Classical Review: JBO

Jerusalem Theater, January 24

By URY EPPSTEIN
January 29, 2012 21:42
1 minute read.
Jerusalem Baroque Orchestra

Jerusalem Baroque Orchestra 390. (photo credit: Courtesy of Dan Porges)

 
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One assumes German Baroque composer Georg Telemann knew why the movements of his Overture of Ancient and Modern Nations were entitled “Germans,” “Swedish” and “Danish.” The audience at the Jerusalem Baroque Orchestra’s recent concert, on the other hand, did not. The composer’s intentions became unmistakably clear, though, in the “Old Women” movement; all its characters, of whatever nationality, as described as plaintive.

There was nothing distinguishably “Indian” about Jean-Philippe Rameau’s Les Indes Galants, except for a Peruvian drum in one of the movements.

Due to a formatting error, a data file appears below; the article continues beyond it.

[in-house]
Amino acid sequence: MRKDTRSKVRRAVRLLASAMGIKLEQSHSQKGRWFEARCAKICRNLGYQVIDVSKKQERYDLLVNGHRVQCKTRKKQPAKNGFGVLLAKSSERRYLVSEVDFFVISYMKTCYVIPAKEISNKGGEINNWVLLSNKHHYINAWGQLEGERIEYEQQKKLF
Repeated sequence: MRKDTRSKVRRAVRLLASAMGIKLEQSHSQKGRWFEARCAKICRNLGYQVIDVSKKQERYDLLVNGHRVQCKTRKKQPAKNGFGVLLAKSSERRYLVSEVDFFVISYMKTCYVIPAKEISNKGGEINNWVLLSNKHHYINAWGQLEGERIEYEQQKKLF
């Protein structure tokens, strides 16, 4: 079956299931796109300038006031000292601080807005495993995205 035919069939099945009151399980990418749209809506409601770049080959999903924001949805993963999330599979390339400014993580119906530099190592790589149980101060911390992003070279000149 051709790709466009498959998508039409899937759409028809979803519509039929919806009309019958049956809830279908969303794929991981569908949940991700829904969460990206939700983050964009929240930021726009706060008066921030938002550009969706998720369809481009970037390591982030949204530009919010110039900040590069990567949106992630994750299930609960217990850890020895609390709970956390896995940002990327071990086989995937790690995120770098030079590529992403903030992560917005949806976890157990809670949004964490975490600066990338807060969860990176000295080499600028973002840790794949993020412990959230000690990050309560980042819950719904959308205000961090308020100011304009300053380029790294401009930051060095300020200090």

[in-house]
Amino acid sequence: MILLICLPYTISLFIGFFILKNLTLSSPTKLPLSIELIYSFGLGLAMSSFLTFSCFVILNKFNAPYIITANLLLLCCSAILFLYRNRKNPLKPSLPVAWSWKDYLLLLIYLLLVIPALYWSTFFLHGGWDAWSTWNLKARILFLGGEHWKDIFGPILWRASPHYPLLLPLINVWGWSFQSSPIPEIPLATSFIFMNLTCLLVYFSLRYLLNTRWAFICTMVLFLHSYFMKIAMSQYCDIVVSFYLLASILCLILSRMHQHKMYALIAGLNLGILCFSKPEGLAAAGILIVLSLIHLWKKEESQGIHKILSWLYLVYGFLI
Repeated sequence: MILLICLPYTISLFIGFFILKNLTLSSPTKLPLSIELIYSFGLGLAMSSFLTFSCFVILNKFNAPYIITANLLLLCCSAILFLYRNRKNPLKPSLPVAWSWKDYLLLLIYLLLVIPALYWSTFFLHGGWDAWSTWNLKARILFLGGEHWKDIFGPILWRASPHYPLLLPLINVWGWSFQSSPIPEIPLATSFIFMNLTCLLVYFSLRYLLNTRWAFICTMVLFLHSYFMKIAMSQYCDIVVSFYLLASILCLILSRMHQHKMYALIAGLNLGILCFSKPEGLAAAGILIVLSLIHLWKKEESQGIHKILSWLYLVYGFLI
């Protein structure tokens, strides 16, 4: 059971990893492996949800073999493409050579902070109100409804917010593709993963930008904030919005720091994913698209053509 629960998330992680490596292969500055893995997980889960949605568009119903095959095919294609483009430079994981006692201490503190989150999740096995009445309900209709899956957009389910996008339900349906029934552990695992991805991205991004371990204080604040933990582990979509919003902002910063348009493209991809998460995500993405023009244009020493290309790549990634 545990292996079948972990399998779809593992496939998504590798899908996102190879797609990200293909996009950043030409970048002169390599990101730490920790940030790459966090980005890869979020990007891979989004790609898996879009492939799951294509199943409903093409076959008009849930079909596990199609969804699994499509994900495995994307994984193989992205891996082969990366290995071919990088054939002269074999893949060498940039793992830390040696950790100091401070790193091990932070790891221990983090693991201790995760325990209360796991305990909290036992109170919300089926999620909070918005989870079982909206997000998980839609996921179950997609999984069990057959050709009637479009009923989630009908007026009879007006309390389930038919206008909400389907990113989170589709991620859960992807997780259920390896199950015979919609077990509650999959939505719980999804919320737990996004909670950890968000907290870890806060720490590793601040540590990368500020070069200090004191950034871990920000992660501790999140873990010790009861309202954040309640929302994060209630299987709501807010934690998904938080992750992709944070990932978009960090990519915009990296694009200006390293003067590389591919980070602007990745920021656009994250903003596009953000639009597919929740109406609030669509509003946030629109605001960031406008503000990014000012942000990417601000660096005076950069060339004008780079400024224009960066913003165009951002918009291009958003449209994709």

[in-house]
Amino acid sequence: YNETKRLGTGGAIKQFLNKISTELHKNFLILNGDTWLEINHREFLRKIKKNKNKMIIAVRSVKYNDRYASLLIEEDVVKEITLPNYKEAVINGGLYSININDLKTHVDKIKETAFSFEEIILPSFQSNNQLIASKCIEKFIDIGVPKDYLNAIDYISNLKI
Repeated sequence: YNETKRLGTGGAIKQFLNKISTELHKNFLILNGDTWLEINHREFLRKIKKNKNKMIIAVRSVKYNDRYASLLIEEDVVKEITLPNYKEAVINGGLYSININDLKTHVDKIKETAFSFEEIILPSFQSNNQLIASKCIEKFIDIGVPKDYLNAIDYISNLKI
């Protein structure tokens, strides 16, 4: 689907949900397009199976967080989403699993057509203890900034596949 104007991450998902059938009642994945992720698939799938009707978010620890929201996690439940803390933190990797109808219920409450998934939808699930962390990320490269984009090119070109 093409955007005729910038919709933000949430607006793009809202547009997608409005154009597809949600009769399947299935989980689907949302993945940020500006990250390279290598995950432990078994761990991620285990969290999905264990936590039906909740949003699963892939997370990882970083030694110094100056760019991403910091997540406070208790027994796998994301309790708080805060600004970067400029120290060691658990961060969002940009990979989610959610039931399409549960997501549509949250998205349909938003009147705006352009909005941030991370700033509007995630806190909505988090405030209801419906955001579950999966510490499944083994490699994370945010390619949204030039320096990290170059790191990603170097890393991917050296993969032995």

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It did, however, contain some of this composer’s most well-known tunes, which made a pleasant encounter. If there was no Indian gallantry, at least there was much French elegance.

In Bach’s Harpsichord Concerto BV 1056, the solo instrument’s sound was much too small for the large Henry Crown Hall, rendering it almost inaudible, which did a grave injustice to harpsichordist- conductor Ketil Haugsand whose artistic efforts could be seen but hardly heard.

To make matters worse, the orchestra’s volume was so high that it overshadowed the harpsichord most of the time. Haugsand, blissfully unaware of this unbalance, did not attempt to restrain the orchestra’s dynamics.

Bach’s orchestral Suite No. 1, in a lively, fresh and invigorating performance, far from the pompous, slow, more conventional rendition often heard, brought the concert to an enjoyable conclusion.

Since the JBO insists on having its guest conductors present their enlightening comments without the aid of a microphone, not only did the music appealed to the audience’s imagination, but so did the talks.

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